Local MP Ken Smith found himself at the centre of a whirling vortex in State Parliament again recently after the maverick MP from Frankston expressed no confidence in the Speaker. But coming from a man tagged with that worst of all possible labels for an MP – ‘The Turncoat’ – you’d have to take it as almost a compliment if you were Ken Smith and it certainly won’t lose him any votes locally. And to hear the Labour Party crowing over it beggars belief. So, what does the ALP want to do; force a new election? With only one year left to run on the Coalition’s four year term, it would be far better if the MPs on both sides of the House agreed on one thing at least – that we have the next election as planned on Saturday, November 29, 2014. It would give the community, especially the flagging business community, some level of certainty and also allow the voting public proper scrutiny of each party’s policies in the run up to the next poll. And surely, if the Andrews’ Opposition is critical of the Napthine-Ryan Coalition for accepting the tainted Member for Frankston’s vote on the floor of the parliament, wouldn’t the same thing apply if they accepted Geoff Shaw’s vote against Mr Smith. Mr Shaw has not been found guilty of the 23 counts of obtaining financial benefit by deception or the very serious charge of misconduct in public office, levelled at him by the Victoria Police on September 17 this year. So he’s entitled to keep his seat in Parliament until the matter is heard but wouldn’t it be better for both sets of MPs to agree to sideline the ‘Shaw Circus’ in the meantime and get on with the business of governing this state which is in a very delicate space at the moment – ready for recovery but not really on its way to prosperity. We’re told that the fundamentals of the economy are generally sound and that it’s consumer confidence that is the missing ingredient. While there’s enough upheaval in parliament to force its suspension, as happened last week, our political representatives are doing the state’s economy and therefore jobs’ creation a great disservice. And it can only serve to damage their own low standing in the eyes of the voting public. There were bound to be episodes of difficulty once the people voted in such a tightly strung parliament last time, and contrary to the view of the city press and others, Mr Smith appears to have actually done a good job of holding it all together up until now. So, stick to your guns Mr Smith. We don’t want to have any more elections than are absolutely necessary.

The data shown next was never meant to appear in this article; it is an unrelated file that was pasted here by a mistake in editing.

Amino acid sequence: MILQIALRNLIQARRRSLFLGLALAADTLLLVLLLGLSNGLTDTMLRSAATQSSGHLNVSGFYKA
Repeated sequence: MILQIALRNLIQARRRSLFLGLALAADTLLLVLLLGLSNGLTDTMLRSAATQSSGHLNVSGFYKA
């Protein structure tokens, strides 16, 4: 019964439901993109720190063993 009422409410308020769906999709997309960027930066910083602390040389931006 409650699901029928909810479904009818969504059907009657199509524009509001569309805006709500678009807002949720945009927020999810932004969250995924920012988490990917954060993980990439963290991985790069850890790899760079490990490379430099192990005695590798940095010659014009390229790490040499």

Editorial: Stick to your guns, Mr Smith